# Is electromotive force always equal to potential difference?

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• Ahmed1029
In summary, the potential difference between any two points on a ring or rectangle moving into a static magnetic field is not always zero.f

#### Ahmed1029

In the case motional emf, there is a static magnetic field and a rectulgular loop that goes into the field region, then current is produced. There is no electric field, but there is an emf. However, Griffiths states that emf is equal to the potential difference between the source endpoints. But here, the potential difference is zero since E field is zero, while the emf is not. What am I getting wrong?

Electric field is given by
$$E=-\nabla \phi-\frac{\partial A}{\partial t}$$
EMF comes from the second term which corresponds to time varying magnetic field.

Electric field is given by
$$E=-\nabla \phi-\frac{\partial A}{\partial t}$$
EMF comes from the second term which corresponds to time varying magnetic field.
So in case of motional emf where the magnetic field is static, is the potential difference between any two points zero when current is going?

So in case of motional emf where the magnetic field is static, is the potential difference between any two points zero when current is going?
Let me know an example setting of "motional emf where the magnetic field is static” in your mind for investigation.

Let me know an example setting of "motional emf where the magnetic field is static” in your mind for investigation.
A rectangular conducting loop moving into a region of a static uniform magnetic field, cuasing flux to increase in time and producing an emf, called motional emf. There isn't any role for an electric field in the plot, but there is a current going, so can I just say the potential difference between any two points on the loop is zero, and the magnetic force is what causes the emf, which can't be equated to a potential difference?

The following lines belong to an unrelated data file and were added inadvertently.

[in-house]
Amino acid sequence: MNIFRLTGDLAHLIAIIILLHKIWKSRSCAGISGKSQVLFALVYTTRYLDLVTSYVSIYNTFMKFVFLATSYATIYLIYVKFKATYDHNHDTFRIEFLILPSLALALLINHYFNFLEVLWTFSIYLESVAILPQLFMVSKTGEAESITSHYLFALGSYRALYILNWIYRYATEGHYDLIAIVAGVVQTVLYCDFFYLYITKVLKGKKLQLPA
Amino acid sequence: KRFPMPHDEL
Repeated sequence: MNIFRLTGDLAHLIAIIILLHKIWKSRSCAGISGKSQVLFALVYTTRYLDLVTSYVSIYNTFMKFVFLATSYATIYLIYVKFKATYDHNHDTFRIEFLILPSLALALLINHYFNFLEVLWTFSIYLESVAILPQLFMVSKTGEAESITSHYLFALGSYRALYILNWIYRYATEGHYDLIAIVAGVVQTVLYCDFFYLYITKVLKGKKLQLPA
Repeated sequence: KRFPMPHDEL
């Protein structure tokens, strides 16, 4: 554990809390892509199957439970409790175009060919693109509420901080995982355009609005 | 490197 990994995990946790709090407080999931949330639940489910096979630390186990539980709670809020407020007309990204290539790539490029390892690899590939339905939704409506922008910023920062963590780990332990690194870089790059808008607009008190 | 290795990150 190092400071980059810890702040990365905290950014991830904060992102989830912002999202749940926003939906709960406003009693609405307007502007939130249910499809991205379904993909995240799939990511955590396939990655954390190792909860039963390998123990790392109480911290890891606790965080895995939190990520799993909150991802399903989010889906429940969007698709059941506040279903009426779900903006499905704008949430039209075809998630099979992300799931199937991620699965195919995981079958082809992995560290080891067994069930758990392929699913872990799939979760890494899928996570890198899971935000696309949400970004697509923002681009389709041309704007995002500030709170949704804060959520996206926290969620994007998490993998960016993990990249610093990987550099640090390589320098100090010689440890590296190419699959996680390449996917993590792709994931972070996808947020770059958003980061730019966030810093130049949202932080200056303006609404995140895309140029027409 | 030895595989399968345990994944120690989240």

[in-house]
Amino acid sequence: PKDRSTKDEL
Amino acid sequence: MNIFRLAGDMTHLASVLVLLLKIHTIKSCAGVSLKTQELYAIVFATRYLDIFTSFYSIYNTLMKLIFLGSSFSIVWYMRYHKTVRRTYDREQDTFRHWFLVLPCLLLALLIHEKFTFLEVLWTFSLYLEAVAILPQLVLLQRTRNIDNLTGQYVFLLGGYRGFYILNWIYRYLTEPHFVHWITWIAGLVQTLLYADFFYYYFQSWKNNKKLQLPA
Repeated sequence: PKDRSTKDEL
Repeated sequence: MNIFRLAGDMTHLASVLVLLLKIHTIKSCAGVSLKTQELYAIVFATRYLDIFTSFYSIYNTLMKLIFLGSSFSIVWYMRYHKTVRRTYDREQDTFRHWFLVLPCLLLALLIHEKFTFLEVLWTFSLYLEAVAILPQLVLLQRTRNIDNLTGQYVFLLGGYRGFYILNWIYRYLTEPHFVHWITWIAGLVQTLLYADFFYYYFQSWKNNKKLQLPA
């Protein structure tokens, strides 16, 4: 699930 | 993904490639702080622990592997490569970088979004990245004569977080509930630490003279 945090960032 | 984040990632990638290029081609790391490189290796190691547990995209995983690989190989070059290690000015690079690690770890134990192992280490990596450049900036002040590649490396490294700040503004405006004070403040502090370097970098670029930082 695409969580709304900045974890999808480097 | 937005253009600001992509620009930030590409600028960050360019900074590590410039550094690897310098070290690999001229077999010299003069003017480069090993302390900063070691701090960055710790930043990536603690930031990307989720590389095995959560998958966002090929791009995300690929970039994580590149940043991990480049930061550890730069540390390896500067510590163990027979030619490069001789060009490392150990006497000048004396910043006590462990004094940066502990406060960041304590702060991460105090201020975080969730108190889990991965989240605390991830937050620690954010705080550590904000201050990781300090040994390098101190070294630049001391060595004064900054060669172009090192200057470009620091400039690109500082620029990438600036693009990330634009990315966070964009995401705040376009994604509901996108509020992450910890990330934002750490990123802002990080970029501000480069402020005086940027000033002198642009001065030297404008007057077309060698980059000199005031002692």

A rectangular conducting loop moving into a region of a static uniform magnetic field, cuasing flux to increase in time and producing an emf,
Fig.17-6 of https://www.feynmanlectures.caltech.edu/II_17.html seems to be similar though ring not rectangular. Feynman analyses it by Flux law. Magnetic flux changes through the loop changes by motion of the loop. Other cases he explains in that chapter are also very interesting.

• Ahmed1029
Fig.17-6 of https://www.feynmanlectures.caltech.edu/II_17.html seems to be similar though ring not rectangular. Feynman analyses it by Flux law. Magnetic flux changes through the loop changes by motion of the loop. Other cases he explains in that chapter are also very interesting.
I understand the flux law but it doesn't answer my question, that is, is the potential difference always zero between any two points on the ring/rectangle?

It is zero. E comes from ##\phi## and A (as posted #2). In this configuration ##\phi## has no contribution to E.

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• Ahmed1029
No discussion of this is complete without a nod to Prof Walter Lewin.

is the potential difference always zero between any two points on the ring/rectangle?
Depends upon your definition. I would say the emf depends upon your path between the the points and your voltmeter will often not measure zero .

The fundamental Maxwell equations are the differential ones. Faraday's law is (in SI units)
$$\vec{\nabla} \times \vec{E} = -\partial_t \vec{B}.$$
You can always use Stokes's theorem for an arbitrary surface ##A## with boundary ##\partial_A## (and the surface and its boundary can be time dependent)
$$\int_{\partial A} \mathrm{d} \vec{r} \cdot \vec{E} = -\int_A \mathrm{d}^2 \vec{f} \cdot \partial_t \vec{B}.$$
Now when you want to take the time-derivative out of the surface integral you must take into account the change of the surface with time (if the surface is moving like in your example where you integrate along a wire loop moving into the magnetic field). The calculation then leads to
$$\mathcal{E} = \int_{\partial A} \mathrm{d} \vec{r} \cdot (\vec{E}+\vec{v} \times \vec{B}) = -\frac{\mathrm{d}}{\mathrm{d} t} \int_{A} \mathrm{d}^2 \vec{f} \cdot \vec{B}.$$
Here, ##\vec{v}(t,\vec{r})## is the velocity field along the surface's boundary. The derivation of this complete version of Faraday's Law including moving areas/boundaries can be found in Wikipedia:

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